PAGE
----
“Tell me, and I will forget.
Show me, and I may remember.
Involve me, and I will understand.”
Simulation has been defined as the imitation of some real thing, state of affairs, or process. For decades, simulation-based training (SBT) has been utilized by the military, aviation, and computer science industries to aid in performance optimization, safety engineering, testing, training, and research.1,2 (See Box 64-1.) The success of SBT in these areas has prompted its introduction into other domains such as business, education, and medicine. When implemented appropriately, SBT has been shown to be a realistic, safe, flexible, and cost-effective tool that can be used to enhance daily operations in all areas of healthcare.3
Box 64-1 Executive Summary |Favorite Table|Download (.pdf)
Box 64-1 Executive Summary
- Simulation-based training (SBT) can be used to educate staff, enhance operational efficiency, build camaraderie within multiple disciplines, minimize errors, and improve patient care.
- Emergency departments (EDs) can utilize simulation to teach new skills, rehearse departmental protocols, review core measures, define roles, improve patient relations, and reinforce critical actions in patient management.
- Simulation programs and requisite equipment can be tailored to the department's size, needs, and available resources.
- Having an experienced simulation director who understands the theory and practical applications of SBT is vital in developing a successful simulation program.
When SBT was first integrated into the healthcare arena, professionals were primarily using the methodology and available equipment to improve team training and crisis resource management. Emerging data and positive outcomes eventually led the Accreditation Council for Graduate Medical Education (ACGME) to not only support, but also strongly encourage the use of simulation in medical education and assessment. Studies evaluating SBT in the medical field have demonstrated specific, objective improvement in clinical competencies and patient care.4 Its ability to foster both formative and summative feedback in a manner that is both safe and efficacious prompted the ACGME to note: “Simulation will be part of the redesign of graduate medical education.”4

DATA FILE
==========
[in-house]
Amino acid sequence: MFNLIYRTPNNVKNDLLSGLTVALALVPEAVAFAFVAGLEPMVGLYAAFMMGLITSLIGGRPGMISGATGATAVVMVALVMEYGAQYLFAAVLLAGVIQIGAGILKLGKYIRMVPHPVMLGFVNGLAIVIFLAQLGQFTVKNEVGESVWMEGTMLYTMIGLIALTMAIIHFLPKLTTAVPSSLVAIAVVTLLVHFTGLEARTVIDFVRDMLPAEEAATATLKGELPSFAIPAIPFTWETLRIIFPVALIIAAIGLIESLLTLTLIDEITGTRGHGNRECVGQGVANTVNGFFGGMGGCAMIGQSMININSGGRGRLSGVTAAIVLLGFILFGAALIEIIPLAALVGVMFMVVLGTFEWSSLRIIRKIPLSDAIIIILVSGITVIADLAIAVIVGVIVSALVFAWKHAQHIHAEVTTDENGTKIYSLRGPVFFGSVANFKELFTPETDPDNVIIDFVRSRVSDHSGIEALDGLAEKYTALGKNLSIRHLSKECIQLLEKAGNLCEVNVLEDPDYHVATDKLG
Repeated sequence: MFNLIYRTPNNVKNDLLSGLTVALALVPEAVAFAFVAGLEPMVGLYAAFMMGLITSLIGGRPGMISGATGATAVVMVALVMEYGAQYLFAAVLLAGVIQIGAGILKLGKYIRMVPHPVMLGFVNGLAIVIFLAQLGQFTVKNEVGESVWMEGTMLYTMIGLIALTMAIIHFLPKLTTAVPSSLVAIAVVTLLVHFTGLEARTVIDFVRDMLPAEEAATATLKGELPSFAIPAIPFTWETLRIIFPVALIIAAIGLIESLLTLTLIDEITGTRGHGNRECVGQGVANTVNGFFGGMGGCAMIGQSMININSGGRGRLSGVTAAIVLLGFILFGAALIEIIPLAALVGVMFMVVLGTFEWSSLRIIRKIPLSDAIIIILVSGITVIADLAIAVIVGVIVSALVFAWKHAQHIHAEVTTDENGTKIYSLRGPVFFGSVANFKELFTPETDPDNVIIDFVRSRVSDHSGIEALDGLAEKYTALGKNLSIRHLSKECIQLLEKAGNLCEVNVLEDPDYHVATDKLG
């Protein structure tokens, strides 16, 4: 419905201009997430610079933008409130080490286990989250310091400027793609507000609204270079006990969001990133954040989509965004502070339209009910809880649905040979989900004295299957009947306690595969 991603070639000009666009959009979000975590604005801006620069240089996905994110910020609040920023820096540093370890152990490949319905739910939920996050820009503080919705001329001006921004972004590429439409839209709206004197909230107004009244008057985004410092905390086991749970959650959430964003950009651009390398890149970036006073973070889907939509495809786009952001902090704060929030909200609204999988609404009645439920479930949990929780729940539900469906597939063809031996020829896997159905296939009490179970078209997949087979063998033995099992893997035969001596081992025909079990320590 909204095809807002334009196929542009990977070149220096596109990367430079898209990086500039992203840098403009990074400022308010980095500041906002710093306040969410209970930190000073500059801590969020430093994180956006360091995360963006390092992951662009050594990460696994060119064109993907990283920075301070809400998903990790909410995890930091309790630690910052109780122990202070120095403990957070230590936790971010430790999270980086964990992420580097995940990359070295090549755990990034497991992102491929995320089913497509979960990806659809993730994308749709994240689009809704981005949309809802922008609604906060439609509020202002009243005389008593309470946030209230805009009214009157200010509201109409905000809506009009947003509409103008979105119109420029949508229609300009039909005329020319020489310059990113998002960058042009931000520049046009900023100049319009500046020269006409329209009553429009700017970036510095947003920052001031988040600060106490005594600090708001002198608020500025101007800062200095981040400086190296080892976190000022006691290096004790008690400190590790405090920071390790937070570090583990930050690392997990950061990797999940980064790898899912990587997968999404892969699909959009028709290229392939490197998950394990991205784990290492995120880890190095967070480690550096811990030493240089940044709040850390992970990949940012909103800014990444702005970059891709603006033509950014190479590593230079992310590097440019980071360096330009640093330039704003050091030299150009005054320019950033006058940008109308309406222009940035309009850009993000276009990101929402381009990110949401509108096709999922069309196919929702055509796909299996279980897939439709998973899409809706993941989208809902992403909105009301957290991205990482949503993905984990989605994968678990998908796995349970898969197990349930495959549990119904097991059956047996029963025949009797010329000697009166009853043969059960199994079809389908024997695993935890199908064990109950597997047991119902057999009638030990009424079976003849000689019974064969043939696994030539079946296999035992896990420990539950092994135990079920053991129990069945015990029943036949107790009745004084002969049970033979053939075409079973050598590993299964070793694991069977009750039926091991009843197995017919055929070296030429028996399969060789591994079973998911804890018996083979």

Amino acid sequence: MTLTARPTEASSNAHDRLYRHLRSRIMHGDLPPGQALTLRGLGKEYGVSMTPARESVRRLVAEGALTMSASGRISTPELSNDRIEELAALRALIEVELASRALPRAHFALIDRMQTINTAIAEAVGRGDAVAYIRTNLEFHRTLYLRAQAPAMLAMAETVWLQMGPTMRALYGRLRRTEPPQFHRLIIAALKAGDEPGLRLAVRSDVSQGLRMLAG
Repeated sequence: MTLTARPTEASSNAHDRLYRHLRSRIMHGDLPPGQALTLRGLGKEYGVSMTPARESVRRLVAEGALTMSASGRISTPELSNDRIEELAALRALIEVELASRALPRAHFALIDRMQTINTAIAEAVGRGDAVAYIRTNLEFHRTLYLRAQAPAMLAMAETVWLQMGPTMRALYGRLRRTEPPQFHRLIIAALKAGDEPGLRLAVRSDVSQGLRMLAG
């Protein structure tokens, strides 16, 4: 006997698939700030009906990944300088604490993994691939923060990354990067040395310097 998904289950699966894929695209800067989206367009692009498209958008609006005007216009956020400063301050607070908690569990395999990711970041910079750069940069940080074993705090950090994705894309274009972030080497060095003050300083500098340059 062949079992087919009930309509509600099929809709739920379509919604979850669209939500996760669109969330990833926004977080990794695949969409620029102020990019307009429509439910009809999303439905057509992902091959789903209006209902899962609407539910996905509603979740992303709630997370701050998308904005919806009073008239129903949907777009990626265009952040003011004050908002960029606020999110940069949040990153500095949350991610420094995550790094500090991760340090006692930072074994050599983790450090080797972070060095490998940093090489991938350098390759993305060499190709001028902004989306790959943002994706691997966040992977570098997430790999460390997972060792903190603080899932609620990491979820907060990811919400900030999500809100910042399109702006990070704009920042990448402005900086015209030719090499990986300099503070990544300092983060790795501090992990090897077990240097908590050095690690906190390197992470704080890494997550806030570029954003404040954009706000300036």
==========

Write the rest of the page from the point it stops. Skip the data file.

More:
The benefits of SBT are not limited to healthcare education alone. Hospital administration and management groups across the country are beginning to utilize SBT to enhance daily practices and improve the quality of care provided. By implementing evidence-based protocols, and providing their staff with the means by which to rehearse their roles, healthcare leadership has discovered that SBT can be a very useful tool in helping organizations achieve objective and measurable goals in a variety of arenas.5
Over the past few years, an abundance of research has shown the value of utilizing SBT as a tool to enhance operations, performance, and professional development.6 The “practice of medicine” does not end with graduation from an accredited program. Healthcare continues to evolve, and therefore, healthcare professionals must keep up with ...